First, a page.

Even while doing evil,
Fools are ignorant of it.
Like someone burned by fire,
Those lacking wisdom are scorched by their own deeds.
(translated by Gil Fronsdal)
Here is a second translation of this verse for comparison:
When a person ignorant (of the Dhamma)
commits evil deeds,
he does not realize their nature.
The stupid man burns (suffers) through those deeds
as if consumed by fire. (translated by Harischandra Kavirantna)
In some ways the second translation seems more straightforward, though it assumes that there is no other guide to skillful actions than the Dhamma. Even ordinary human nature usually comes with an inbuilt sense of right and wrong, and many religions and philosophical systems reinforce the golden rule (treat others as you wish to be treated) and other ethical guidelines.
When we do (or are tempted to do) something dishonest or unkind, do we know what we’re doing? Can we think past the immediate greed or hatred that is motivating us and imagine the likely consequences? We are sometimes witnesses to people who do foolish things like drink and drive, or treat those they’re with unkindly, and we recognize that something is happening that is not right. Usually we remain ignorant of the consequences, and we may even hope that the perpetrator or victim escapes the worst outcomes, but our sense of how things should be is upset.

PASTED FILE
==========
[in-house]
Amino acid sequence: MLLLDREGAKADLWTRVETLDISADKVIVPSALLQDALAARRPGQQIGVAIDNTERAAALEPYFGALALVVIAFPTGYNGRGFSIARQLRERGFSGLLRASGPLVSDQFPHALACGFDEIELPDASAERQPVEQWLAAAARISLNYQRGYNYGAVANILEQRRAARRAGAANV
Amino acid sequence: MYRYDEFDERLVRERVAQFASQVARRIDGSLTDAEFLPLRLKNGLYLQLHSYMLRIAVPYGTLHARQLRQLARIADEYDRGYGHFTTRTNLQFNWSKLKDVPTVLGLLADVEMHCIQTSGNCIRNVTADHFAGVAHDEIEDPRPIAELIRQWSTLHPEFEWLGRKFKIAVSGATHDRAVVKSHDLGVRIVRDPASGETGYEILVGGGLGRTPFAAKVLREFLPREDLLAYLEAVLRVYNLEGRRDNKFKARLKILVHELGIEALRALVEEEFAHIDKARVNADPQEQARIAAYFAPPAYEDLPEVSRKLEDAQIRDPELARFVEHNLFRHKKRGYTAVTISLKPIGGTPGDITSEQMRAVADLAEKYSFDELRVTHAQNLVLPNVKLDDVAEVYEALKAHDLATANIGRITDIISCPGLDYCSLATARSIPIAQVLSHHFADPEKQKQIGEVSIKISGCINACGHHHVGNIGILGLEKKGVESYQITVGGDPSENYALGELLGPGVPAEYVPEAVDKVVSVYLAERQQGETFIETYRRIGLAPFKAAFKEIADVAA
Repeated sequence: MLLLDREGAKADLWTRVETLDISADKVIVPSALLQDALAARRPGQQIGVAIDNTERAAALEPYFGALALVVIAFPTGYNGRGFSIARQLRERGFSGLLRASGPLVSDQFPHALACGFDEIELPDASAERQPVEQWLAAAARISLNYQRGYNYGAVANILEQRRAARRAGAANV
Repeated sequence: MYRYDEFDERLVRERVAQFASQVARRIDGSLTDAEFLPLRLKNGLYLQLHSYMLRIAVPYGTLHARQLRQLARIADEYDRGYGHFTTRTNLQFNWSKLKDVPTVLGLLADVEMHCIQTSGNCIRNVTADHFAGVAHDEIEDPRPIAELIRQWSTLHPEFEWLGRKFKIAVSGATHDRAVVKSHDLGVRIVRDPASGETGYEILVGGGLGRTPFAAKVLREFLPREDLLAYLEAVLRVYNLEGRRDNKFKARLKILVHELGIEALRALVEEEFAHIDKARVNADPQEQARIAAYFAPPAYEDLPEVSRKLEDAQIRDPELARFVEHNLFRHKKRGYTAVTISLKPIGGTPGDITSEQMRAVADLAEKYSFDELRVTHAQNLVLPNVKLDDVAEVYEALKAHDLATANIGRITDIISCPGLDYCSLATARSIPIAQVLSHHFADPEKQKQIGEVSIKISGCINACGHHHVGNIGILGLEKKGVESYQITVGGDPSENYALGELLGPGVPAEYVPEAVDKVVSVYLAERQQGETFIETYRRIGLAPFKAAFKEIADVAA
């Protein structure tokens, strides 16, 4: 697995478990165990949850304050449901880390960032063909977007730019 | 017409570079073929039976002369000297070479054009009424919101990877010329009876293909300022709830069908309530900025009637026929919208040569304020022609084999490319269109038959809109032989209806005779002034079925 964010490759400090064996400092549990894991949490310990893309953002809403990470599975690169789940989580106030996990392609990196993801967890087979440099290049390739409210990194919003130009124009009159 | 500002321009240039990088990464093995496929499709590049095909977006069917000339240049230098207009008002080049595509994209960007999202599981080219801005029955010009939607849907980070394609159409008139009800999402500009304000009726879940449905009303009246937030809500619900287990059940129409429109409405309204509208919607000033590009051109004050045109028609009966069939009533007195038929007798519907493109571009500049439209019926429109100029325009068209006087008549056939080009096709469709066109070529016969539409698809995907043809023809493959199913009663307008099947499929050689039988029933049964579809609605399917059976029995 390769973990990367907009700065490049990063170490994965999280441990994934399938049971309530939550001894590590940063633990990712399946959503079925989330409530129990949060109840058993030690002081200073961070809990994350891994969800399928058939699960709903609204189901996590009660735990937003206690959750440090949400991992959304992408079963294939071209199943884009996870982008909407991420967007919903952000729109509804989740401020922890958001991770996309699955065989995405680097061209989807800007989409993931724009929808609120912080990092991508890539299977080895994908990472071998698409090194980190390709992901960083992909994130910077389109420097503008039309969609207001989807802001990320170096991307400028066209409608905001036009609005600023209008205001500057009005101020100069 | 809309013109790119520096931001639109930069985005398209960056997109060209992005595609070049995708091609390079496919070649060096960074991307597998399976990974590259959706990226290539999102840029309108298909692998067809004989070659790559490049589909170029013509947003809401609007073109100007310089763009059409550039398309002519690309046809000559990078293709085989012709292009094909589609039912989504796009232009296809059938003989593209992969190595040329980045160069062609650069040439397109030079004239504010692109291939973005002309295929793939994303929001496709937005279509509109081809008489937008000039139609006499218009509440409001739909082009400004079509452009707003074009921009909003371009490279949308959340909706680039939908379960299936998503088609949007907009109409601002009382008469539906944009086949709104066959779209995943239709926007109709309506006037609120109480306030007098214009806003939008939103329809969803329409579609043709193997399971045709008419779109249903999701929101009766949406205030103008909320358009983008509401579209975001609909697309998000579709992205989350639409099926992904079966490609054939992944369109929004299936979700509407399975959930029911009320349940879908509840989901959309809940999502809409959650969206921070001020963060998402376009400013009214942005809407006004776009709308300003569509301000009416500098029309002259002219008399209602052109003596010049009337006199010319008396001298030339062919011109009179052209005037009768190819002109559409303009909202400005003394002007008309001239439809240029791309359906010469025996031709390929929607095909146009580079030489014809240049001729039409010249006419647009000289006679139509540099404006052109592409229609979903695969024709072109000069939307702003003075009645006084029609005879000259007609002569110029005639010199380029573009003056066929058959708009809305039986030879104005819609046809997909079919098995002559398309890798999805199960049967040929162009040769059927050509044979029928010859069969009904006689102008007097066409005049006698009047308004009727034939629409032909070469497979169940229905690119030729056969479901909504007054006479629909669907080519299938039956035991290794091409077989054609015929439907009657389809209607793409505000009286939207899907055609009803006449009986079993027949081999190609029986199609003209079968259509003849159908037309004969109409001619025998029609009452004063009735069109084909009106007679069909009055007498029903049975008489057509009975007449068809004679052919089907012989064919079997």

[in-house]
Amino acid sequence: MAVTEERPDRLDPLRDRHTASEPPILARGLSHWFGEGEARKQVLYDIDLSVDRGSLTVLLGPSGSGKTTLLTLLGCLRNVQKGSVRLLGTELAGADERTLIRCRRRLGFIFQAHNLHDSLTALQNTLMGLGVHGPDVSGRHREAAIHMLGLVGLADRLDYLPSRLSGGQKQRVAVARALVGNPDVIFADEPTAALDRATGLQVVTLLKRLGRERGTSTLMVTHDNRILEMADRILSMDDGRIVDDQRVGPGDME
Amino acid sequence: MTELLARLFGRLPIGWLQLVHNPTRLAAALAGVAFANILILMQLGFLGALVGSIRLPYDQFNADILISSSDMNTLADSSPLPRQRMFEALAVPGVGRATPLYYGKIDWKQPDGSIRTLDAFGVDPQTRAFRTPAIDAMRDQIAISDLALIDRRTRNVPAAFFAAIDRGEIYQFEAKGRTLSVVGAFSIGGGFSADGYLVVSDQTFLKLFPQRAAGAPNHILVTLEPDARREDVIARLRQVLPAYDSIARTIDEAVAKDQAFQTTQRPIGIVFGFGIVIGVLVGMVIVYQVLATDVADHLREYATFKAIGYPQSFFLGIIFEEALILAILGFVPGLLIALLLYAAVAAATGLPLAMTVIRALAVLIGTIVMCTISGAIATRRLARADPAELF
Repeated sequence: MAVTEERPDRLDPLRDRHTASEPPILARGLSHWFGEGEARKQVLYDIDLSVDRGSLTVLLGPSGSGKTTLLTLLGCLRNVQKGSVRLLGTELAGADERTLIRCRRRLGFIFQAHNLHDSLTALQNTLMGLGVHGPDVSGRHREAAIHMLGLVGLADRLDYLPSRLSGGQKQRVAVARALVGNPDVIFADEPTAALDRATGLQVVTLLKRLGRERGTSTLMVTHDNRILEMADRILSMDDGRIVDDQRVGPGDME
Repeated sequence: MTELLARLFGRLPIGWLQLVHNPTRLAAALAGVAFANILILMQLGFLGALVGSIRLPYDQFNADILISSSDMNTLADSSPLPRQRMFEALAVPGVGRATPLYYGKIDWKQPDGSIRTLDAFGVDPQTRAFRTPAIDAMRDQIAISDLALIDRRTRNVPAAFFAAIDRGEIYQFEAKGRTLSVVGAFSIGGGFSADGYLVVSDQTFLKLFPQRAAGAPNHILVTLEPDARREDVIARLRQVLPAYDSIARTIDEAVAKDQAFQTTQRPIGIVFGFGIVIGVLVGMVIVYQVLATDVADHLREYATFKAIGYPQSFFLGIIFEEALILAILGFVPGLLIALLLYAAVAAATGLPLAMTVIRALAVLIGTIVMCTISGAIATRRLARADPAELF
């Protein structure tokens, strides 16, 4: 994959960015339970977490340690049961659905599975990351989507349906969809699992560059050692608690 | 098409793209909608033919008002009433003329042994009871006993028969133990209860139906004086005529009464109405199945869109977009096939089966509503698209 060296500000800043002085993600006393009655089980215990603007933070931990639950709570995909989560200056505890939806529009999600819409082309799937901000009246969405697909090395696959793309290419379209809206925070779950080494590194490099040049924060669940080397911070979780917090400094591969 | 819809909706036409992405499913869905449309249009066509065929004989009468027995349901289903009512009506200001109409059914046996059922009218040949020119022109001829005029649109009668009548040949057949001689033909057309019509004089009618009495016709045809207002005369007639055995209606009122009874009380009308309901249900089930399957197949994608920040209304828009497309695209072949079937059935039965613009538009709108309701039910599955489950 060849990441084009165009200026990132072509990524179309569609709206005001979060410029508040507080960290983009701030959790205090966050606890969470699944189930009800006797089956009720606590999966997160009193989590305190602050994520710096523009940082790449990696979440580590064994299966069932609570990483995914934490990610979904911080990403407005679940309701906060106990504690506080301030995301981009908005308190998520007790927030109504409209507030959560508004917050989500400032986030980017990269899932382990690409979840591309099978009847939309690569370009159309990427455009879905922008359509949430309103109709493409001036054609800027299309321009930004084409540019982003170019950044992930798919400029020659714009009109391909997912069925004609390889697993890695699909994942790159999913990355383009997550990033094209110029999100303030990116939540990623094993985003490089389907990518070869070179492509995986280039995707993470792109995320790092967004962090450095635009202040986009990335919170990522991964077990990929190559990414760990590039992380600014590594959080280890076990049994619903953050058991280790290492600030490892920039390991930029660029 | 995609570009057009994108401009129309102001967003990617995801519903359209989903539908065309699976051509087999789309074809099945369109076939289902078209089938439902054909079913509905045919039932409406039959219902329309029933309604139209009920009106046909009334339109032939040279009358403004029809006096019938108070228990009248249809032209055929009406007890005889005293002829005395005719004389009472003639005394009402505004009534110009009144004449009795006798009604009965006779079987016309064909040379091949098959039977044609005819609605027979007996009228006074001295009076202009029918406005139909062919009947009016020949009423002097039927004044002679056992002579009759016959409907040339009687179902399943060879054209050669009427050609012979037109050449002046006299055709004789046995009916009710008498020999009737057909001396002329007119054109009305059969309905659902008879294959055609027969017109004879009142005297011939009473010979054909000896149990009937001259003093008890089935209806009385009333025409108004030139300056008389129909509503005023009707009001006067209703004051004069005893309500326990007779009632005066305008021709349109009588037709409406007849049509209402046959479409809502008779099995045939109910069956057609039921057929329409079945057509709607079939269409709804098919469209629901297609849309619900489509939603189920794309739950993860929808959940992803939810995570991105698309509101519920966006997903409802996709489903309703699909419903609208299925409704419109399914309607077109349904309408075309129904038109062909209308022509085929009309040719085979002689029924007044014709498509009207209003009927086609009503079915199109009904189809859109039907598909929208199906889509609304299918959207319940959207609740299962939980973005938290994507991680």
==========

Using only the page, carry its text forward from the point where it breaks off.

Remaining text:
Realistically, we cannot control others. In rare circumstances we may see an opportunity to deflect or mitigate consequences of irresponsible or malign behavior in others. However, our own behavior is always before us and available to study as closely as we are able. As with many of the Dhammapada verses, we are invited to investigate our own intentions and actions, and we are steered in the direction of virtuous or ethical words and deeds. We can develop and refine our understanding of how to behave in ways that are helpful rather than harmful, generous rather than selfish.
As Kurt Vonnegut famously instructed in God Bless You, Mr. Rosewater: “There’s only one rule that I know of, babies — ‘[By the deity], you’ve got to be kind.'”